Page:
So, the XPrize folks and ANA just announced a competition for submissions to an anthology of short stories, about the experience of passengers aboard a flight that mysteriously finds itself time-warped 20 years into the future. From the blurb:

Your flight has been mysteriously transported 20 years into the future. How could this happen? Wait, that's not important. Take a deep breath. Look around. Without a doubt, the world has changed. What new technologies and innovations have reshaped the way we live?

XPRIZE, ANA and the world's top science fiction storytellers are embarking on a journey to 2037, envisioning a world transformed by exponential technologies and a global community of innovators. We'd like for you to join us.

Seat 14C is, at its core, an earnest endeavor into our possible future. We invite storytellers from around the world to submit their visions of 2037, as told from a passenger aboard ANA Flight #008.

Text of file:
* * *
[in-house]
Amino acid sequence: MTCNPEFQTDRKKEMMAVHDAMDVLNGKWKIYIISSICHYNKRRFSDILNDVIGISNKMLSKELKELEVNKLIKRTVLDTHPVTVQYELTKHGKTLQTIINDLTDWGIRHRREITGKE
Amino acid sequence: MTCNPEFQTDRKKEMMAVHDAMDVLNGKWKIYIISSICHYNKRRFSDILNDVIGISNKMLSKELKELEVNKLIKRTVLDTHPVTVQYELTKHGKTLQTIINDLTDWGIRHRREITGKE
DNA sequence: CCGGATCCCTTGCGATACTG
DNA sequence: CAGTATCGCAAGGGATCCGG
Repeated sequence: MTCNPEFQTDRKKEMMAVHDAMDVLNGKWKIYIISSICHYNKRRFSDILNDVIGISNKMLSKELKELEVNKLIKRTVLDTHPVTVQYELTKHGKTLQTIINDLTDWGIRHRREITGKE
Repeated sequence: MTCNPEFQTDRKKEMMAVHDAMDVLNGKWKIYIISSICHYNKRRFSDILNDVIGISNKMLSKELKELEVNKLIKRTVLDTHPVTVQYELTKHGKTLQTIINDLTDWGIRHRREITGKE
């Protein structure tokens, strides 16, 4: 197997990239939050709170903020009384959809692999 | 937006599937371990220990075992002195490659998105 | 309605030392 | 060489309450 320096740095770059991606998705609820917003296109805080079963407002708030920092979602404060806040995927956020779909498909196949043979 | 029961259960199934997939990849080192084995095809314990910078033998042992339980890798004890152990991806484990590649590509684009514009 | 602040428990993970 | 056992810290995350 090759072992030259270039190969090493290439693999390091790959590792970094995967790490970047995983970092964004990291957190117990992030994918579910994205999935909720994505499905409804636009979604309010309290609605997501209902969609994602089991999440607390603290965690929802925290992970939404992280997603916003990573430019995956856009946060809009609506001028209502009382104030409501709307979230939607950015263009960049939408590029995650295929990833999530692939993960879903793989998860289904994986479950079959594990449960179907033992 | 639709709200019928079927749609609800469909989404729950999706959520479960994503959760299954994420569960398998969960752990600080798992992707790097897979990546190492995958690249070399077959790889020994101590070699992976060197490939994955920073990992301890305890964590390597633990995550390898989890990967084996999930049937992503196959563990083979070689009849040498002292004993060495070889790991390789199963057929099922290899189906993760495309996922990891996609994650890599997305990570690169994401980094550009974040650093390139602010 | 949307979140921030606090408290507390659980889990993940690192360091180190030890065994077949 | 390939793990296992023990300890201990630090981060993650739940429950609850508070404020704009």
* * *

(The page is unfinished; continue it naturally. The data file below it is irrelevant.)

Your short story is a first-person account of the passenger seated in 14C aboard ANA Flight #008. What does this person experience as they arrive in 2037 and explore a changed world? How has emerging (or not-yet-invented) technology altered society for the better, and how does your character discover and interact with this technology?

We are hopeful for our future, and we ask that your story creatively weaves technology and culture, envisioning an optimistic and exciting future for mankind.

Disclaimer: when I was invited to contribute to the anthology I had to say "no" because I was up to my eyeballs in work-related rabid ferrets (read: deadlines). I'm still waaaay too busy to emit a short story, largely because I have recently discovered to my horror that my ability to write works of fiction less than 20,000 words long has atrophied due to lack of use.

However, if I was going to write an entry to this competition, it might read something like this.